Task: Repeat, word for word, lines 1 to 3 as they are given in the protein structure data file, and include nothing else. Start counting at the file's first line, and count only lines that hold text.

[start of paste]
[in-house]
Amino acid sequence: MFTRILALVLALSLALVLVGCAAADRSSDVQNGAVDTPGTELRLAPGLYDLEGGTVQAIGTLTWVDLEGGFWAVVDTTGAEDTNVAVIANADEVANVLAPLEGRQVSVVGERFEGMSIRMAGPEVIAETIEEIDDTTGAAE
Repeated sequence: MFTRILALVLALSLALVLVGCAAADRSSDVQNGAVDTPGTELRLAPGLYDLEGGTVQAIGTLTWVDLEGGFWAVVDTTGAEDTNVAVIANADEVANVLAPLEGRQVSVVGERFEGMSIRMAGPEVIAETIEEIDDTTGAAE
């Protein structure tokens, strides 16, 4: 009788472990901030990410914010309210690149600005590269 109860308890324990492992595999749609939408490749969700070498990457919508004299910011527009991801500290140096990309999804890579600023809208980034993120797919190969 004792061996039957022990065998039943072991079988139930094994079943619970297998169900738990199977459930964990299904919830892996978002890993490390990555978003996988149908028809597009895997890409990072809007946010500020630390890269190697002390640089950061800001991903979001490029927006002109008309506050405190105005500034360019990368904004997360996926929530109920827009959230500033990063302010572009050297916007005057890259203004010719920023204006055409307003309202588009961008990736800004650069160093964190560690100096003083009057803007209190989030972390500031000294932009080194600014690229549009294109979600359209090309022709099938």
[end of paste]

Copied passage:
[in-house]
Amino acid sequence: MFTRILALVLALSLALVLVGCAAADRSSDVQNGAVDTPGTELRLAPGLYDLEGGTVQAIGTLTWVDLEGGFWAVVDTTGAEDTNVAVIANADEVANVLAPLEGRQVSVVGERFEGMSIRMAGPEVIAETIEEIDDTTGAAE
Repeated sequence: MFTRILALVLALSLALVLVGCAAADRSSDVQNGAVDTPGTELRLAPGLYDLEGGTVQAIGTLTWVDLEGGFWAVVDTTGAEDTNVAVIANADEVANVLAPLEGRQVSVVGERFEGMSIRMAGPEVIAETIEEIDDTTGAAE